• IANAL, but I'm pretty sure that there is a confidential aspect to it. Typically communicaitons between an attorney and their client is privileged, so it is not unreasonable to think that the bills would be too. Since the RIAA is basically a private entity (albeit a trade group) and Foster is very much a private entity, then I don't see how the general public can overcome that privilege to see everything that Foster will. A summary, however, might very well be acceptable. It would also, I think, show how
  • Hope (Score:4, Interesting)

    by Nom du Keyboard (633989) on Thursday March 15, 2007 @05:16PM (#18368677)
    I hope this hurts them (the RIAA) in a place where they didn't want to be hurt. And that it somehow helps out in other trials as well. It least we might find out just how much effort they're willing to put into a case like this.

    Now if you could only get a hold of the procedures Media Sentry is trying so desperately to keep secret.

  • by codemachine (245871) on Thursday March 15, 2007 @05:29PM (#18368809)
    It'll be interesting to see how much the RIAA is willing to spend on a single copyright infringement lawsuit. If they are putting huge resources into suing individual customers, it will look very bad on them.

    Well, worse than they already look I guess. The public already sees these as David vs Goliath lawsuits. But now we'll be able to put a number on how big and bad Goliath really is.
    • by magicchex (898936) <mdanielewicz@noSPam.gmail.com> on Thursday March 15, 2007 @05:39PM (#18368907)
      Or if it's a very small amount per lawsuit, then it will show that they're not really researching enough per lawsuit to actually have a legitimate claim. This seems to be lose-lose for them, unless they've spent some "golden" number in between the two extremes (but what this number is will vary wildly in the eyes of different observers).
    • Re: (Score:3, Interesting)

      by vidarh (309115)
      There's another downside to it for them: If the amounts are outrageous, and they still offer to settle for reasonably small amounts and/or any judgements in their favor does not cover their costs, it means the risk of illegal copying will be seen as low. They simply won't be prepared to or able to suffer the losses of large numbers of lawsuits if they lose large amounts of money on each lawsuit.

      So it may turn out to dramatically reduce the deterrent effect of their threats to sue.

  • by msauve (701917) on Thursday March 15, 2007 @05:31PM (#18368825)
    Is the RIAA now obligated to turn over this information (and presumably make it part of the public record), or do they have the option to refuse disclosure and simply pay the opposing legal bills without contesting the amount any further?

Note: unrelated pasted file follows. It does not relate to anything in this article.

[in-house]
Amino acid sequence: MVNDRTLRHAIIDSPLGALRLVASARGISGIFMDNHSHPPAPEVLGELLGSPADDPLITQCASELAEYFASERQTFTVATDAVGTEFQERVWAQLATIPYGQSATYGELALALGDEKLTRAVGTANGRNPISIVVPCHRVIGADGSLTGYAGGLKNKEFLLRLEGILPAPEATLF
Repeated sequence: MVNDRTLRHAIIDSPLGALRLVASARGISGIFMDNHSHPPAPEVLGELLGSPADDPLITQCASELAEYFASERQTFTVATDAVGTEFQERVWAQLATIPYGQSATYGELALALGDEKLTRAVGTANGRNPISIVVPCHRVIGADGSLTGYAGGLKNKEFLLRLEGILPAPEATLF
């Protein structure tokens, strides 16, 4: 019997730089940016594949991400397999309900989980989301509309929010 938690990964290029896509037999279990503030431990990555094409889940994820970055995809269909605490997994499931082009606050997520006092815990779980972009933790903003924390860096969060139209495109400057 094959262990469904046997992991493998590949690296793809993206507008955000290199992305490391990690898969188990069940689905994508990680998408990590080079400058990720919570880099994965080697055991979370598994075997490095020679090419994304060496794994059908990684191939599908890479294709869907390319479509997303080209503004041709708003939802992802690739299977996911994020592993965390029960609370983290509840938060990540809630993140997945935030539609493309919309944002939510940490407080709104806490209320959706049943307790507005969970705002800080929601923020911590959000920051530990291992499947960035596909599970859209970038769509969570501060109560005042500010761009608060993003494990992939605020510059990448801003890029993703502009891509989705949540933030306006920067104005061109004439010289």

• [i]do they have the option to refuse disclosure and simply pay the opposing legal bills without contesting the amount any further?[/i]

      Doesn't really matter. It's a win-win announcement for Joe Public.

      If they refuse to disclose then future defendants will be more likely to hire expensive defense lawyers knowing that they'll get the fees back.

      If they disclose, future defendants have a spending target to aim at, and you just *know* RIAA lawyers are going to be friends/family of the RIAA and therefore really ex
    • by Overzeetop (214511) on Thursday March 15, 2007 @06:26PM (#18369365) Journal
      Naturally, ianal, but my guess is they can probably avoid disclosure if they scratch a check to Foster's lawyers. From my limited experience in litigation (I offer expert witness testimony in my field of expertise), usually it's fair game to cut and run when things turn against you. At this point, Capitol's best move probably is to just call butterfingers and pay up. No matter how they play this, they come out looking like fools. Their billings are either too large, in which case Foster gets her fees, or too small, and everybody knows they're running lean in these cases. There is no middle ground, by the way. It's either too much or too little. Finally, they still lose if they pay up without disclosure because the perception is that they are hiding one of the two aforementioned cases. The only advantage to them is that there's no telling which it is, which will keep up the guessing game for future defendants.
      • Re: (Score:3, Insightful)

        by Myopic (18616)
        I don't mean to ask a stupid question, but I will anyway. Why will the amount necessarily seem too large or too small? Why isn't there a good reasonable middle number?